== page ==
449. In the short and medium term, measures to improve safety for motorcycle users shall be implemented and more rigorous enforcement of existing regulations shall be exercised.

TI 12: CHKL shall assist and coordinate with the relevant authorities in the improvement of road infrastructure to enhance safety measures for motorcycle users.

Figure 10.4 : Location of bus terminals, 2000

 10.4.4  Road infrastructure
 a)  New roads development

450. The major road systems currently in place together with those which are under construction or committed are considered sufficient to satisfy Kuala Lumpur’s needs to the year 2020. However, two new roads are proposed that are principally intended to improve traffic flow in and out from the City Centre. In view of the difficulty of increasing existing road capacities in the City Centre and the high cost associated with obtaining new corridors, an underground expressway is proposed beneath Jalan Raja Chulan connecting to the Middle Ring Road in the east.
451. An inner city by-pass road is also proposed, part of which will be underground, to provide a direct link from Jalan Syed Putra in the south of the City Centre to Jalan Dang Wangi (refer to Figure 10.5 and Table 10.3).

TI 13: CHKL shall determine a road development programme and coordinate with the relevant authorities regarding implementation.
452. In future the requirement, if any, for new roads must be examined in the context of CHKL’s general transportation policies. However, any new roads that may be deemed necessary should support CHKL’s policies to promote public transportation by making provision for high-occupancy vehicles and/or trunk bus routes. The reserves of these roads should be clearly demarcated to prevent urban encroachment on the right of way.
453. Privatization bids on arterial roads must also conform to the network proposed in the structure plan and local plans and not be conceived independently.

TI 14: CHKL shall ensure that proposed and committed major roads are considered in the broader context of public transport services, freight movement and impact upon the community and environment.

Photo 10.8: ... a road network improvement programme must be carried out to upgrade existing roads to arterial roads, build missing linkages and improve interchanges.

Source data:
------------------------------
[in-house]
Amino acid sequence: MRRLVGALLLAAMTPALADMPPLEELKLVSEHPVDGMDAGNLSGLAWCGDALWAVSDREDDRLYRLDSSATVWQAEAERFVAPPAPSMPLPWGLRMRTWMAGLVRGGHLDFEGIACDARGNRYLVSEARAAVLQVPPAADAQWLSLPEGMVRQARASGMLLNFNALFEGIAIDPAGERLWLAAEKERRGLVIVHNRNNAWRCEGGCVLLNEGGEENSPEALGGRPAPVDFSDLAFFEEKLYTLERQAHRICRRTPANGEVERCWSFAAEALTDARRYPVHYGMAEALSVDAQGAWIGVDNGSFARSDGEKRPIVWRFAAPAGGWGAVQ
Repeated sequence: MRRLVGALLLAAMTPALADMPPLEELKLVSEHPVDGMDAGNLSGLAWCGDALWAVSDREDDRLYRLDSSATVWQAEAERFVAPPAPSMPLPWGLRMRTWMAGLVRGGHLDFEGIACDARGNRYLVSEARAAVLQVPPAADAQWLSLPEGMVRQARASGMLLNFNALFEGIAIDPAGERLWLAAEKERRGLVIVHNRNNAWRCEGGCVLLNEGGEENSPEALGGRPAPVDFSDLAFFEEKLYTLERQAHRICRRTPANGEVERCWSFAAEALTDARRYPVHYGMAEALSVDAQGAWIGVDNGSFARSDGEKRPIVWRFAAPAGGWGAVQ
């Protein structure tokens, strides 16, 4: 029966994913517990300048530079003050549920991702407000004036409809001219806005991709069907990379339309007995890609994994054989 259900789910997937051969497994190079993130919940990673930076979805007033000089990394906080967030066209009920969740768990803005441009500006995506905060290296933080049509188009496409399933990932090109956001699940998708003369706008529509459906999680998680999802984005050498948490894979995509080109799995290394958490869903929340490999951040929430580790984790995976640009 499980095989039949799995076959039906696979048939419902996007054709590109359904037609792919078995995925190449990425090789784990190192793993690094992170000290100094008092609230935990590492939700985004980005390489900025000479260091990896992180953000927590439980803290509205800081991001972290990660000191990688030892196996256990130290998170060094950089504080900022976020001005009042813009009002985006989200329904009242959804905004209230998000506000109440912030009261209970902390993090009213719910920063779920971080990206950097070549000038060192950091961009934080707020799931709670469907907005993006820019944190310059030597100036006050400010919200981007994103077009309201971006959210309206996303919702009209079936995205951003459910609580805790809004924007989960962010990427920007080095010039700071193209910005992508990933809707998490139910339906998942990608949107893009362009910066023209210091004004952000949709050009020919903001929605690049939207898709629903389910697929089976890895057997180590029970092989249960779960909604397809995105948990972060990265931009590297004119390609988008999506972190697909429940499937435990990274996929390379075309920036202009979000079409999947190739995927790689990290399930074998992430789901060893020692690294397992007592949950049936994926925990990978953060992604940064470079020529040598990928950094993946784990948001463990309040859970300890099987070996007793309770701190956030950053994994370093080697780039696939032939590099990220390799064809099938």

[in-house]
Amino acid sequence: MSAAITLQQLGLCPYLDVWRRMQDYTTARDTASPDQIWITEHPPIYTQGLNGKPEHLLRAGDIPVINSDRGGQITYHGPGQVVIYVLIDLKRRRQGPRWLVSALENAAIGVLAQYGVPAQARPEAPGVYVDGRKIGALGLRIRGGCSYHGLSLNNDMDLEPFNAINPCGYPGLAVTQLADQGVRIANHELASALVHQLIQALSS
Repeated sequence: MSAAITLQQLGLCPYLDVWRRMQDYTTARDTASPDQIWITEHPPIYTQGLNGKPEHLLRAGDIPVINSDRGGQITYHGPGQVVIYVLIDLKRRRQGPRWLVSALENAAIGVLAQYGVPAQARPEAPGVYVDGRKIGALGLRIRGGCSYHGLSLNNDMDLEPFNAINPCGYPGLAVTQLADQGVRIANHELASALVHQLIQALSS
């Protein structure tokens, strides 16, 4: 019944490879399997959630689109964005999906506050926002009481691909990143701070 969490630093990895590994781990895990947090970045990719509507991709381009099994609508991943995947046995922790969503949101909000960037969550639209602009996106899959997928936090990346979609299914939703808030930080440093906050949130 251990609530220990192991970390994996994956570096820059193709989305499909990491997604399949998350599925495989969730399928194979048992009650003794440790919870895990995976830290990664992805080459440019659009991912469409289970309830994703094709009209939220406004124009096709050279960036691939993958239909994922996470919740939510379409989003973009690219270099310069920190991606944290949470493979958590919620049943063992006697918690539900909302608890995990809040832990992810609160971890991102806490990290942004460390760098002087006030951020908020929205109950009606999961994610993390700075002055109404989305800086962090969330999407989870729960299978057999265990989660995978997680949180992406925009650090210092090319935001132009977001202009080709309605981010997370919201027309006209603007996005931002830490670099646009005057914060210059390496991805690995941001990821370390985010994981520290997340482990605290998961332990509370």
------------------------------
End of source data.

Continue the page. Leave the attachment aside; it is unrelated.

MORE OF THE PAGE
b)  Improvements to the Existing Road Network

454. In order to complete the existing road network, increase its capacity and eradicate bottlenecks, a road network improvement programme must be carried out to upgrade existing roads to arterial roads, build missing linkages and improve interchanges (refer to Figure 10.5 and Table 10.3).

TI 15: CHKL shall determine a road improvement programme and coordinate with the relevant authorities regarding implementation.

 c)  Hierarchy of Roads

455. In order to be able to better monitor and optimise usage of the existing road system, a review of the actual status of all existing roads and the road hierarchy system should be undertaken.


Figure 10.5 : Major road network, 2000

Table 10.3: New Roads Construction and Improvements to Existing Roads

Photo 10.9: ...review of the actual status of all existing roads and the road hierarchy system.
TI 16: CHKL shall implement an improved road hierarchy classification system.

 10.4.5  Non-motorised transport
 a)  Pedestrian

456. Policies regarding pedestrianisation are covered in Chapter 14: Urban Design and Landscape.
457. A pedestrian friendly environment will be created throughout the City with particular emphasis on the City Centre and other urban centres. Pedestrian networks in the City Centre will emphasise on linking public transport facilities and will incorporate urban design elements. A proposed parkland PRT loop passing through the parkland sector in the western part of the City Centre shall connect to the existing PRT line and complement the pedestrian network.

458. Special attention is to be given to areas around main transport interchanges to ensure that they incorporate facilities to make them fully accessible to the aged and handicapped.

TI 17: CHKL shall develop specific guidelines and standards to provide for the needs of the aged and handicapped to be applied to pedestrian networks, new public transport terminuses and stations as well as multi-modal interchanges.

 b)  Bicycles

459. Bicycles can and should continue to be encouraged as a healthy form of exercise and as an alternative means of private transportation for short journeys in residential and recreational areas.

Photo 10.10: Adequate lorry parks for the benefit of HGV owners residing in the City....


TI 18: CHKL shall improve the cycle way network and promote cycling activities in residential and recreational areas.

 10.4.6  Freight Transport

460. Adequate lorry parks for the benefit of HGV owners residing in the City shall be provided so that they do not have to resort to illegally parking in commercial or residential areas. These lorry parks will also include parking facilities for coaches and construction vehicles.

TI 19: CHKL shall provide adequate parking and other ancillary facilities for heavy
goods vehicles, coaches and construction vehicles in appropriate locations at the City perimeter.

10.5 Future requirement
 10.5.1  Integrated public transportation system

461. The complete rail network to the year 2020 including integrated park-and-ride stations and multimodal interchanges are indicated in Figure 10.3.

 10.5.2  Road network

462. Ultimately, Kuala Lumpur still needs a comprehensive road network in order to provide efficient and convenient road travel. The requirements for new roads and improvement to existing roads are indicated in Figure 10.5 and
summarised in Table 10.3.